Unfortunately, the cause of Guillain–Barré syndrome is not completely understood. However, research shows that GBS often follows after a viral or bacterial infection. With two thirds of patients reporting that they had symptoms of an infection 6 weeks prior to developing GBS.  Triggers such as recent surgery and vaccinations have also been reported.  Other risk factors include:

  • Being over the age of 50
  • As mentioned, the disorder is more common in men than women
  • Most commonly, infection with Campylobacter, a type of bacteria often found in undercooked poultry
  • Influenza virus
  • Cytomegalovirus
  • Epstein-Barr virus
  • Zika virus
  • Hepatitis A, B, C and E
  • HIV, the virus that causes AIDS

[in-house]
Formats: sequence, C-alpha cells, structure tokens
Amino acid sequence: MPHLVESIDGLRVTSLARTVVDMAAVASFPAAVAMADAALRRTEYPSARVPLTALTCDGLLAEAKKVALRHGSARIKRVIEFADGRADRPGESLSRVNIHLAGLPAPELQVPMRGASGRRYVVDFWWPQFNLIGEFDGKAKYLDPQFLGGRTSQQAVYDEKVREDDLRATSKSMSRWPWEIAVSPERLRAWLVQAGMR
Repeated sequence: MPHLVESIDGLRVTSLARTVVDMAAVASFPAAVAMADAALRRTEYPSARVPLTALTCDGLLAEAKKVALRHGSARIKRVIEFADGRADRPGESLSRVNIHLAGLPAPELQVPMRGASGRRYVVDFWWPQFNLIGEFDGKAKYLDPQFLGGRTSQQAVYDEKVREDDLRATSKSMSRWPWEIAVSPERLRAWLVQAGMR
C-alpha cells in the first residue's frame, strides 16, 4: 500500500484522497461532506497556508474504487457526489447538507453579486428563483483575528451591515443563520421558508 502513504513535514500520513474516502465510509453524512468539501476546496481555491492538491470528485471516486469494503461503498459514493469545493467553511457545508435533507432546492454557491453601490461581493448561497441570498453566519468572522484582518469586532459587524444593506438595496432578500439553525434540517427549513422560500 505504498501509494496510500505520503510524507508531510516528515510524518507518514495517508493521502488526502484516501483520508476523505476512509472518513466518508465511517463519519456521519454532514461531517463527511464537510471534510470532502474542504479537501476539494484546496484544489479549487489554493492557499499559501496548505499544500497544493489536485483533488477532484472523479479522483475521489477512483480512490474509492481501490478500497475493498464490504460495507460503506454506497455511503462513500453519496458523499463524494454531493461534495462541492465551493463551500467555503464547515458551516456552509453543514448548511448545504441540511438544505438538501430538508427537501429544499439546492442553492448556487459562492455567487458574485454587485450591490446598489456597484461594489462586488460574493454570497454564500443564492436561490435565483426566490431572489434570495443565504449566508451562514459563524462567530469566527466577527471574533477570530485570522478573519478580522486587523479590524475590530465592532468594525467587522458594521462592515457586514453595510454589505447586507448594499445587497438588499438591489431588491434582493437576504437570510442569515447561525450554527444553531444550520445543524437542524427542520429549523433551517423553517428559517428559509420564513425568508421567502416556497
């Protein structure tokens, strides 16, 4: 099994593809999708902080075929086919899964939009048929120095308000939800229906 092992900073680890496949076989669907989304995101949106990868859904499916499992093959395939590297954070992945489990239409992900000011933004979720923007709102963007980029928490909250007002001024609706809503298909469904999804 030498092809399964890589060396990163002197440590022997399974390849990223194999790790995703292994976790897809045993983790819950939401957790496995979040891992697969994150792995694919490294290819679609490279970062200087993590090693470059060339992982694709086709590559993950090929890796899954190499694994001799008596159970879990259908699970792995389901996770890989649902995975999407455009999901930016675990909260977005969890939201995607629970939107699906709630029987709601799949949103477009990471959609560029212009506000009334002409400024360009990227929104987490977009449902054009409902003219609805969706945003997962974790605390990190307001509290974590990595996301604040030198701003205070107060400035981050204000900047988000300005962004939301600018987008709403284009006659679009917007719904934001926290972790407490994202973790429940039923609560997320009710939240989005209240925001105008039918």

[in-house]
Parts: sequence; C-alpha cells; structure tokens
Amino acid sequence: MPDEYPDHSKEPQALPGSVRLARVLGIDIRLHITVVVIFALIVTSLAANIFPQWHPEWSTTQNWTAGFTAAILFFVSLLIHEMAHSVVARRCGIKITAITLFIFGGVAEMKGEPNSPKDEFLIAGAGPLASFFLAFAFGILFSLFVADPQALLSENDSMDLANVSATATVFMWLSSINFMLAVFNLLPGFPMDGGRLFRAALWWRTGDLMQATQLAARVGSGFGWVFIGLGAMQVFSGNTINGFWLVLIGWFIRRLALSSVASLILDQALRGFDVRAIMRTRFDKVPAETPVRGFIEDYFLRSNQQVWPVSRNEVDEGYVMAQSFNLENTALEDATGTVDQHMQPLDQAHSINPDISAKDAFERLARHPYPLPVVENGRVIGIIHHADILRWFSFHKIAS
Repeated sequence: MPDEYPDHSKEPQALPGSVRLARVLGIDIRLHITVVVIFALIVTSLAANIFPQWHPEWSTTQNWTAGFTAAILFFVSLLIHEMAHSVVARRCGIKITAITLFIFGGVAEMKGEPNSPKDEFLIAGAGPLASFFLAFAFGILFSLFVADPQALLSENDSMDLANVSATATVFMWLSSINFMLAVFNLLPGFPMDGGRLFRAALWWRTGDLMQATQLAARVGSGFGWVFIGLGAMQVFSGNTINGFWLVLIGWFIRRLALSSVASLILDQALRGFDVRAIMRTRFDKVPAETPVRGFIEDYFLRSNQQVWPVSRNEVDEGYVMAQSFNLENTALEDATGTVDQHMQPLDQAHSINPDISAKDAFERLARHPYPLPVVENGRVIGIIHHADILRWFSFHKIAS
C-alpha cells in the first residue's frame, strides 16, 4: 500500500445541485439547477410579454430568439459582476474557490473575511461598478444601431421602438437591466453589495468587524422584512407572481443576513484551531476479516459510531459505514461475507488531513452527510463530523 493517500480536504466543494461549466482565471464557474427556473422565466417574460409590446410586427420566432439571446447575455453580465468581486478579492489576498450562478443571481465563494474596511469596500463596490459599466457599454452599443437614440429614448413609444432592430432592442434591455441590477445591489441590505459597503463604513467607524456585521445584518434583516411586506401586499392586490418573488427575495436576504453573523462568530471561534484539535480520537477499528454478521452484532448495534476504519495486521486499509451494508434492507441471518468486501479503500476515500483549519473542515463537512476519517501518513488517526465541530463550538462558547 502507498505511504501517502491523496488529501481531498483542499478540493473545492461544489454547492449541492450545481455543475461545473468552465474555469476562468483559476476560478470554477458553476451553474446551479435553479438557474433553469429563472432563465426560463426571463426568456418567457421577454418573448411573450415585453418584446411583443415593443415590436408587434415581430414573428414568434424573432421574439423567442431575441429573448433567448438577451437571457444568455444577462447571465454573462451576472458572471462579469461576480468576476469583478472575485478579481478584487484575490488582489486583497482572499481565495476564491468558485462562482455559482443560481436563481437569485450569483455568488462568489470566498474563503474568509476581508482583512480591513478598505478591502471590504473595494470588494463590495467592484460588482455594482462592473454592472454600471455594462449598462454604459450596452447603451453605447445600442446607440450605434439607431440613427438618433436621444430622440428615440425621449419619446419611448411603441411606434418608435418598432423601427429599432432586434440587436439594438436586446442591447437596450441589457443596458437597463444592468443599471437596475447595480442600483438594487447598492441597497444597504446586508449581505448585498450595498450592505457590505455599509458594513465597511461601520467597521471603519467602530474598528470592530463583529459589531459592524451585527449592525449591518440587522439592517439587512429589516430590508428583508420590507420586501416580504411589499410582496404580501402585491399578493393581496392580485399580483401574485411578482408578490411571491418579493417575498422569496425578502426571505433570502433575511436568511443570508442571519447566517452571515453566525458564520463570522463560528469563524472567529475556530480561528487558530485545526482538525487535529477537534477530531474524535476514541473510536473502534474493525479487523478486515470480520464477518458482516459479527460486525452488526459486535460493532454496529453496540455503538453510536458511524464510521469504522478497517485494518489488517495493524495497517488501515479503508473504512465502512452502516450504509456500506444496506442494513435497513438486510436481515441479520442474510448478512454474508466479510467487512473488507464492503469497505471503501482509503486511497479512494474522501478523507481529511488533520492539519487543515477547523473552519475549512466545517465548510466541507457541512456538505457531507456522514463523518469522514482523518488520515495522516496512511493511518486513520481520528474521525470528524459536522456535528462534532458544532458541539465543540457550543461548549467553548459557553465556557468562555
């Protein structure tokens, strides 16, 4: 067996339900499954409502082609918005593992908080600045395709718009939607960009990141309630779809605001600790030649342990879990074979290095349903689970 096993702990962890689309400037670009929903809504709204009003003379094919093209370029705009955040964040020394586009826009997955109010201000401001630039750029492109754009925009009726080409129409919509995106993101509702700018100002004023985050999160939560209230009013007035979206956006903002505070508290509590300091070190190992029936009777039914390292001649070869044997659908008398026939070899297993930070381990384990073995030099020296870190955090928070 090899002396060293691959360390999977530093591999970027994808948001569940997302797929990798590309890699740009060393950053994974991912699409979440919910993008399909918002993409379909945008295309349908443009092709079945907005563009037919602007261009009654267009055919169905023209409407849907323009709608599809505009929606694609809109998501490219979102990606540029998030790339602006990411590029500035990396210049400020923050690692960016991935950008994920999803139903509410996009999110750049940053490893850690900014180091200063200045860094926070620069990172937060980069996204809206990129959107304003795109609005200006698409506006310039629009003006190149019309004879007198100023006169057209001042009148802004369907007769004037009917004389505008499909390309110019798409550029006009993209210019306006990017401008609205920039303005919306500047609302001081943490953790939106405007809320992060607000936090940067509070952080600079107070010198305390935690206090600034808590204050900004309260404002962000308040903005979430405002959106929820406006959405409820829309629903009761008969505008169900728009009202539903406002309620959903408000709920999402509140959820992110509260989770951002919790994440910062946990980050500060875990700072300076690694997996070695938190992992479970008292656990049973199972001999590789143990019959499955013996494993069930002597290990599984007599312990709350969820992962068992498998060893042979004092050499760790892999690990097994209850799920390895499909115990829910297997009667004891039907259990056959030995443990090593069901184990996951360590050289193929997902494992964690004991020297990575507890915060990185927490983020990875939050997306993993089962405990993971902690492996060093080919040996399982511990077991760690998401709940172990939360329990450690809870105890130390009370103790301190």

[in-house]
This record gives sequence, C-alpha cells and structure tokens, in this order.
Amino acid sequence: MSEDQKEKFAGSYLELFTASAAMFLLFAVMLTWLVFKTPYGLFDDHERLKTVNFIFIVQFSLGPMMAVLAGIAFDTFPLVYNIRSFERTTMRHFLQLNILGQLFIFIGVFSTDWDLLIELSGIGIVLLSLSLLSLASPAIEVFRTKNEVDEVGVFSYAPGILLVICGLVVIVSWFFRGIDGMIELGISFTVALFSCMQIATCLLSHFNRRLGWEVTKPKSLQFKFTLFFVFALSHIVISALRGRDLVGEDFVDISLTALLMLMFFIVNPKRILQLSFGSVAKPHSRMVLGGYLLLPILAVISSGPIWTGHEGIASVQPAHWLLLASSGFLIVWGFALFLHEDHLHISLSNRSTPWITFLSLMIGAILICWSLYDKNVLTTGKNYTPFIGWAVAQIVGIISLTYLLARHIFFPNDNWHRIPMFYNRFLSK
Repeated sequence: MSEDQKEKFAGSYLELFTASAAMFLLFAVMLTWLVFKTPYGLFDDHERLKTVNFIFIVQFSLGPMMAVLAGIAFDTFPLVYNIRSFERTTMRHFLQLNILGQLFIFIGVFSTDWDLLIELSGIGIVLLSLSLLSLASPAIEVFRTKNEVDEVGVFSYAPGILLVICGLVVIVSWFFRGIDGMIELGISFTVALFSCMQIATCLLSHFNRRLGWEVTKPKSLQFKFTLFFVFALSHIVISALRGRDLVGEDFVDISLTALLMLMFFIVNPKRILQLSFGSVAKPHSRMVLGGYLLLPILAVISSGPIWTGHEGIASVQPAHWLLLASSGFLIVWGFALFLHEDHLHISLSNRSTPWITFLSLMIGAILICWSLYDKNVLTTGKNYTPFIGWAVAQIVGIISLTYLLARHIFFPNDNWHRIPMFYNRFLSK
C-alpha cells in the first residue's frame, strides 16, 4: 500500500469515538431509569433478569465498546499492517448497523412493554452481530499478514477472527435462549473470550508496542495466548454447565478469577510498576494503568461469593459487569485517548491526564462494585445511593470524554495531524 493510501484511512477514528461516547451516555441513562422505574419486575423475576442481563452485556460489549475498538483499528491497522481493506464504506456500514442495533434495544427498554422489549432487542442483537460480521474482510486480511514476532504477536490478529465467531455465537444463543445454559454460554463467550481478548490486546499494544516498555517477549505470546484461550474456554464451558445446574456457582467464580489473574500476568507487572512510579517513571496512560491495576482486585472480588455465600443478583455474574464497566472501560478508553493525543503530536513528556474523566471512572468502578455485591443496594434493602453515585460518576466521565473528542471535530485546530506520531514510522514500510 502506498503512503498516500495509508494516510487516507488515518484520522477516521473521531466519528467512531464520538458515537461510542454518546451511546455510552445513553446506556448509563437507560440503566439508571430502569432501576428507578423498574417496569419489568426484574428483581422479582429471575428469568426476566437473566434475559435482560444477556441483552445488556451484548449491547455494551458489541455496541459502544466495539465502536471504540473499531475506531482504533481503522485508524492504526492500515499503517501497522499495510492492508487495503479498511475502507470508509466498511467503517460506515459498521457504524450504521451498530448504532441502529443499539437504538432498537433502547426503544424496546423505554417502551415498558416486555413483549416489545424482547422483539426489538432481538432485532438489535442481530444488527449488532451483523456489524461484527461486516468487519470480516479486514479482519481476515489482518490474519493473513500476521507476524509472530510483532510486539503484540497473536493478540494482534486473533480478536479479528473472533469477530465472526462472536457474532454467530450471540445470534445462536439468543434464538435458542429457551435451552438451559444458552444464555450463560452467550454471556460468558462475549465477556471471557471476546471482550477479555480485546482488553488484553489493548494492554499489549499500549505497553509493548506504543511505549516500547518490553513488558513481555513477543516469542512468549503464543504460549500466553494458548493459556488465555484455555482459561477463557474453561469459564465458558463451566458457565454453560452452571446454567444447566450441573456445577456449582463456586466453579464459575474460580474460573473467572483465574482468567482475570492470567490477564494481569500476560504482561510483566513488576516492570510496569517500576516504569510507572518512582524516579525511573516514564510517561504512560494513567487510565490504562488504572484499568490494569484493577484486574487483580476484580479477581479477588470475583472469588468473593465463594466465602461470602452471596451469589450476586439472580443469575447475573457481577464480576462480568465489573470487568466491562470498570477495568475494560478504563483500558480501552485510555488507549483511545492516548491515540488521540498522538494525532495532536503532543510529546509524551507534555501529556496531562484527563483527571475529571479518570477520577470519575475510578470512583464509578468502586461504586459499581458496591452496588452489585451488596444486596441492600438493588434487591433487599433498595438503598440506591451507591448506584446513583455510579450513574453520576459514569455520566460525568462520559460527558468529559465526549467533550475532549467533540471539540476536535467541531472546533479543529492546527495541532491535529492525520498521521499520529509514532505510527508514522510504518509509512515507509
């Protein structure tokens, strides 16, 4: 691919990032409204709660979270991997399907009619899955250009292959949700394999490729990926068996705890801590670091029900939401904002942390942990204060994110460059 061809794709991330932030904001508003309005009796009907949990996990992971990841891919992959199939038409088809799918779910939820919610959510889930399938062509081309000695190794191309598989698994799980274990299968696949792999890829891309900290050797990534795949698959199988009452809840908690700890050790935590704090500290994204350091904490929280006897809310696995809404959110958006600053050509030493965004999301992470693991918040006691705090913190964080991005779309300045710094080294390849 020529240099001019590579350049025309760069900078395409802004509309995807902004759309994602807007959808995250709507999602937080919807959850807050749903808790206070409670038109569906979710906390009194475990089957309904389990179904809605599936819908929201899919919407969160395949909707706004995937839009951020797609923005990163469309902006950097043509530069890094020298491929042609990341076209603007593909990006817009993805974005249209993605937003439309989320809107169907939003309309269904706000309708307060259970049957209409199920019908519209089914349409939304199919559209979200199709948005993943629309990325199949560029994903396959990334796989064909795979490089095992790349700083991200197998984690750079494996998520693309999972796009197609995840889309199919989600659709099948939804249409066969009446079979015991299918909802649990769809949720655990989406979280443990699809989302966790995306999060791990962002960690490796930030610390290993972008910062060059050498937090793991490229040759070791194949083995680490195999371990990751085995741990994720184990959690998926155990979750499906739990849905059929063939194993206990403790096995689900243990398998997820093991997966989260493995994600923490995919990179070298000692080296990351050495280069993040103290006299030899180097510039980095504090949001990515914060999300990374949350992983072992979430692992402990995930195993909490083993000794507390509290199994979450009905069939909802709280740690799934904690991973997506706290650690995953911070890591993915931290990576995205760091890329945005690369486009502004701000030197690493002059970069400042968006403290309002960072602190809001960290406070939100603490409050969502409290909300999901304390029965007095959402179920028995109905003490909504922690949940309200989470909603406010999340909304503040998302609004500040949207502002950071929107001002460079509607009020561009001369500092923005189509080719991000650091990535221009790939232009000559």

• Mycoplasma pneumonia
  • Surgery
  • Trauma
  • Hodgkin’s Lymphoma
  • Rarely, influenza vaccinations or childhood vaccinations
  • COVID 19 virus
  • COVID 19 Johnson and Johnson vaccine

Treatment of Guillaine Barre Syndrome

There is no known cure for Guillain–Barré syndrome, unfortunately, BUT fortunately, there are treatments available.  2 treatments a patient will receive are:

Plasma exchange (plasmapheresis)

This is where the patient’s liquid part of the blood (plasma) gets removed from the body and separated from the blood cells.  The blood cells are then placed back into the body and will create new plasma.  By doing this the body is enabled to get rid of certain antibodies that were attacking the nervous system.

Immunoglobulin therapy

With this therapy, the patient receives blood with healthy antibodies (provided by donors) through a vein.  Thus, healthy antibodies can help block the antibodies that are attacking the body.

The sooner a patient receives treatment, the better the patient’s outcome.  Generally, signs and symptoms worsen over the first 2 – 4 weeks, plateaus around week 4, and recovery can take anywhere from 6 – 12 months.  For some severe cases, recovery can take up to 3 years.  And for all patients, there might be some lingering signs of GBS.